Can EditShare's Lightworks Return to Prominence Among Editors?

After launching strong two decades ago, the business is now dominated by Avid.

Can Lightworks become the comeback story of the editing community?

In an effort to change the editing landscape, postproduction technology manufacturer EditShare on Tuesday launched a public beta of a major upgrade to its Lightworks system, which was used to cut Oscar contender The King’s Speech.

This beta program would set the stage for the release of Lightworks — for the first time — as free, open-source software in the first half of 2011.

EditShare, which acquired Lightworks in August 2009, aims to increase its user base with the free software; the company also offers additional hardware and support for the system.

Lightworks was launched two decades ago and was among the industry’s earliest computer-based nonlinear editing systems. But following multiple ownership changes, it lost significant momentum over the years, and today the business is dominated by Avid — whose Media Composer is the leading system in the feature community — and Apple’s Final Cut Pro.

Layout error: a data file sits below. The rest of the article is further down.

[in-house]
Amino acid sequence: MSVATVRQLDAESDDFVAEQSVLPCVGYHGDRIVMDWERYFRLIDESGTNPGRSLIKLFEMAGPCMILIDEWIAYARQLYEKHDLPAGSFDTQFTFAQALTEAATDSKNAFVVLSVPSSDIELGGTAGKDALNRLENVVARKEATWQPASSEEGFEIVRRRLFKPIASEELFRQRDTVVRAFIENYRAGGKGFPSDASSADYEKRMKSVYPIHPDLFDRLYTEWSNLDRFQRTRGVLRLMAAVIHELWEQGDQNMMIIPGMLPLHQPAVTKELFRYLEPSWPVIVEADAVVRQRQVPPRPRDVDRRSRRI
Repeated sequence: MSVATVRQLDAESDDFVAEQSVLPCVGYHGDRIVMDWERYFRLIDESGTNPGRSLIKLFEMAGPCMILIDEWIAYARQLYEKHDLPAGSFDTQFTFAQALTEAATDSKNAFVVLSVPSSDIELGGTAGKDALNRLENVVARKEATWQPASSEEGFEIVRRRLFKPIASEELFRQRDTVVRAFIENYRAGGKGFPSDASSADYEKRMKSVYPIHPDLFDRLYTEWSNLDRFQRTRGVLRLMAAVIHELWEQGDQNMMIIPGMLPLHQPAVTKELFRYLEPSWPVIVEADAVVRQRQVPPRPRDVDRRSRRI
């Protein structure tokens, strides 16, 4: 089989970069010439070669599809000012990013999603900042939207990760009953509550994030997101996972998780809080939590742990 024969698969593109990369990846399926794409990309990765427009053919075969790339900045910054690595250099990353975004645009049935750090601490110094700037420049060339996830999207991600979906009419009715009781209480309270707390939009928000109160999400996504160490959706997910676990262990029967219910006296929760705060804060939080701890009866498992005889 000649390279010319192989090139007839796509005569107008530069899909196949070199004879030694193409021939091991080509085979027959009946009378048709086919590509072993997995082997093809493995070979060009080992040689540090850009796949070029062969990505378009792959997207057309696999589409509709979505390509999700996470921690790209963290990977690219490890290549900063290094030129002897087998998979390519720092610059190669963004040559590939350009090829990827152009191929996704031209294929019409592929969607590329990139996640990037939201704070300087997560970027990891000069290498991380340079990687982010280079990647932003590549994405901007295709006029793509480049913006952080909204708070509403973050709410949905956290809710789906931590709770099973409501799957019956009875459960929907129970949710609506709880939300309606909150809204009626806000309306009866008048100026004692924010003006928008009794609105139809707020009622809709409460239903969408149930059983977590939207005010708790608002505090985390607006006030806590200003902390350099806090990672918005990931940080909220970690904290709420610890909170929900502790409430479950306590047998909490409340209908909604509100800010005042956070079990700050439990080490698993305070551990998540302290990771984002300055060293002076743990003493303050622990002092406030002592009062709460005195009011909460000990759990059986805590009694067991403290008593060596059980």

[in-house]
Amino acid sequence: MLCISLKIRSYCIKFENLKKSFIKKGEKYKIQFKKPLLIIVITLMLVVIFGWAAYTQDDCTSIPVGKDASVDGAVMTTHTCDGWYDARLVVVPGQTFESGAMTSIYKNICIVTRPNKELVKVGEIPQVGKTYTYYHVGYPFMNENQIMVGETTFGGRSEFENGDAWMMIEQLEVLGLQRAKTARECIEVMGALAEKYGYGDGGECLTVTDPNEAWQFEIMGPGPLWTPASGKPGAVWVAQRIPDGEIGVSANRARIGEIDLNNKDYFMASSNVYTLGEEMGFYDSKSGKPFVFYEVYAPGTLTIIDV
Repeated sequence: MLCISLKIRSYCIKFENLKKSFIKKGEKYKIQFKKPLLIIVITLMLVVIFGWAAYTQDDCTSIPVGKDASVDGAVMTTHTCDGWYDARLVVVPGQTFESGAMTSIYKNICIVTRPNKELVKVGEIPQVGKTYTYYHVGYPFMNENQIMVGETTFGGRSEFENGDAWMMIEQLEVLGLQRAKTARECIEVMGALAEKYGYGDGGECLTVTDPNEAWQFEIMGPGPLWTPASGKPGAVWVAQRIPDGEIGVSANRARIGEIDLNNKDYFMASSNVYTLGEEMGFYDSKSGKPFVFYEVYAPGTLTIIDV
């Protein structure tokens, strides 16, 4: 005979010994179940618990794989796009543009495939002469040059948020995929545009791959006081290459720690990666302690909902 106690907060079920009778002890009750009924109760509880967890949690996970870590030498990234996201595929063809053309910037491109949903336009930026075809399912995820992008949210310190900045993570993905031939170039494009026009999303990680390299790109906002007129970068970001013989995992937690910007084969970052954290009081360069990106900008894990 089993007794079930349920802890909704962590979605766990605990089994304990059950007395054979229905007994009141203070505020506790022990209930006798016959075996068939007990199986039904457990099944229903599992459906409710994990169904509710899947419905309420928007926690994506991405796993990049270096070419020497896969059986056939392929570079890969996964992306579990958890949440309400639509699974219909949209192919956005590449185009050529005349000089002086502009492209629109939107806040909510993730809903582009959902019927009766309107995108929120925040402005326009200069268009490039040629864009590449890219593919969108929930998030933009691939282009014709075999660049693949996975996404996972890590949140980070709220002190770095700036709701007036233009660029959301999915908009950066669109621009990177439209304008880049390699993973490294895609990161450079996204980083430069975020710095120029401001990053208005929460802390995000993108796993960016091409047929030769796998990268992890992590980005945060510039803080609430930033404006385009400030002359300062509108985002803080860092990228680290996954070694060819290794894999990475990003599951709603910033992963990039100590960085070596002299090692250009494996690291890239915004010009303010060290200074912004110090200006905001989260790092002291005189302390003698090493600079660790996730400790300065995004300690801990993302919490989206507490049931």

Still, Lightworks has some notable fans. The technology is the editing system of choice for Martin Scorsese collaborator Thelma Schoonmaker, who won Oscars for editing Raging Bull, The Aviator and The Departed (Aviator and Departed were cut on Lightworks systems.)

Tariq Anwar, who used the technology to cut The King's Speech, said: “Lightworks has been a far superior editing tool since its inception, and I am very happy to see EditShare's aggressive development of the new open source platform. I look forward to Lightworks’ continued growth.”

EditShare founder and president Andy Liebman said, based on early inquiries, more than 25,000 editors and developers could participate in the beta program. “We believe we can unleash a large community with developers,” he said.